OBJECTIVE: Inattentional blindness refers to a phenomenon in which individuals fail to notice an object in plain sight. Present in healthy, cognitively intact individuals, it has not been studied in MSers in whom it could theoretically act as a marker for real-world cognitive difficulties in those deemed cognitively intact on conventional neuropsychological batteries. The hypothesis was that difficulty sustaining attention in MSers would paradoxically be associated with less inattentional blindness.
METHODS: A cross-sectional study was undertaken in which a consecutive sample of 68 MSers completed neuropsychological testing with the Minimal Assessment of Cognitive Function in MS (MACFIMS) battery. Two additional tests were administered, the Stroop Test and a measure of inattentional blindness, i.e., the gorilla in the room paradigm. The gorilla test elicited 2 variables: the ability to detect the gorilla and the number of times a ball was passed between members of one team.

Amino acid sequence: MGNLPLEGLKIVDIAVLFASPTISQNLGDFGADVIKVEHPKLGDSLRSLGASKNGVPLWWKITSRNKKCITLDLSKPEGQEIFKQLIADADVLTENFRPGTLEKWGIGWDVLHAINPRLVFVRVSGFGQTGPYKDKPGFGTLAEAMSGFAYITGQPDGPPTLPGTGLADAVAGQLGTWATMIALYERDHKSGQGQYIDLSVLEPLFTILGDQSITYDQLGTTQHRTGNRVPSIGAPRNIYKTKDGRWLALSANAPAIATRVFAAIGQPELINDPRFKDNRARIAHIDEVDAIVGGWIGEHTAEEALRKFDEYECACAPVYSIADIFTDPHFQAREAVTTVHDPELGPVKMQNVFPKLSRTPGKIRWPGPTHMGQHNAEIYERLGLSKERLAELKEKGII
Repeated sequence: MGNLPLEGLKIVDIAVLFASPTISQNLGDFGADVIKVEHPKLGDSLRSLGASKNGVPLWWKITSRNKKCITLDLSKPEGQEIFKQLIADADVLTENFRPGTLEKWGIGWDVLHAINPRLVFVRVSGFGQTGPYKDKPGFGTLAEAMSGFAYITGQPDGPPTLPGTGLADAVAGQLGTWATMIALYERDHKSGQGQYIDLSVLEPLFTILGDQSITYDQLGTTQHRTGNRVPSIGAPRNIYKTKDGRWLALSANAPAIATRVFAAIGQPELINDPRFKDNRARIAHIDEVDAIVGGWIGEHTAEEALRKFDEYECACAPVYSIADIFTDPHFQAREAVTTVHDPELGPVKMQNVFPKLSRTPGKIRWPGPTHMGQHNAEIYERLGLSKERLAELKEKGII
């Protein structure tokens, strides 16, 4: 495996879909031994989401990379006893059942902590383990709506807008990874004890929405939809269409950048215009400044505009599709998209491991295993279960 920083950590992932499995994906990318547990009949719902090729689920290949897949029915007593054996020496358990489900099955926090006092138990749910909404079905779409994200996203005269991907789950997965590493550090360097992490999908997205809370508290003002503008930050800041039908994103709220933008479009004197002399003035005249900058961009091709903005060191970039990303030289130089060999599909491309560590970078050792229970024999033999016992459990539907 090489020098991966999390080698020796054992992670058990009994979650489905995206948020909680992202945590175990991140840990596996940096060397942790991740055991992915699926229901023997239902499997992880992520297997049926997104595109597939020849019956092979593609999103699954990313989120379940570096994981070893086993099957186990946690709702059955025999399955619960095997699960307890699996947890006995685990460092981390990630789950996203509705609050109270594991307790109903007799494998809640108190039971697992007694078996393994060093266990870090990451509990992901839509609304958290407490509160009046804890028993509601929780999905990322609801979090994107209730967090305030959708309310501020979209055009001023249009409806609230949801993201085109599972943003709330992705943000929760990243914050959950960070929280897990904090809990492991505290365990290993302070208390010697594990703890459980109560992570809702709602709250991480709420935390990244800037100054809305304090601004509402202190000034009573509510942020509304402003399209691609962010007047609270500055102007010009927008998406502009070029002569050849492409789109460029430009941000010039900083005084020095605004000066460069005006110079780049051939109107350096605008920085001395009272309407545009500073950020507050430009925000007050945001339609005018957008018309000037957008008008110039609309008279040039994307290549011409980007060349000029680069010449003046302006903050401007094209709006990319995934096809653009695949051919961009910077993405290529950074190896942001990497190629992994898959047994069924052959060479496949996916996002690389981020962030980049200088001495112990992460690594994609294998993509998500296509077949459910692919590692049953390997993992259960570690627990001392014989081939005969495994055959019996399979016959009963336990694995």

RESULTS: Cognitive dysfunction by MACFIMS criteria was present in 36.8% of subjects. There were no differences between MSers and healthy control subjects on the gorilla indices. Similarly, no inattentional differences were present between cognitively intact and impaired MSers. However, MSers who were impaired on the Stroop and 2-second Paced Auditory Serial Addition Test were more likely than their intact counterparts to detect the gorilla (p = 0.038 and 0.014, respectively), with Stroop-impaired MSers detecting fewer ball passes (p = 0.002).
CONCLUSIONS: The results support the hypothesis that less inattentional blindness is associated with heightened distractibility. This may explain why some MSers deemed cognitively intact on a battery of tests such as the MACFIMS still struggle with real-world challenges such as multitasking and filtering distracting stimuli.
You can try this test yourself:
“In psychology, the Stroop effect is a demonstration of the reaction time of a task. When the name of a colour (e.g., “blue,” “green,” or “red”) is printed in a colour not denoted by the name (e.g., the word “red” printed in blue ink instead of red ink), naming the colour of the word takes longer and is more prone to errors than when the colour of the ink matches the name of the color. The gorillia in the room test looks at passing the ball between people when a gorilla appears if you are concentrating on counting the catches do you see the gorilla?”
“Do you struggle with attention? This work explains why!”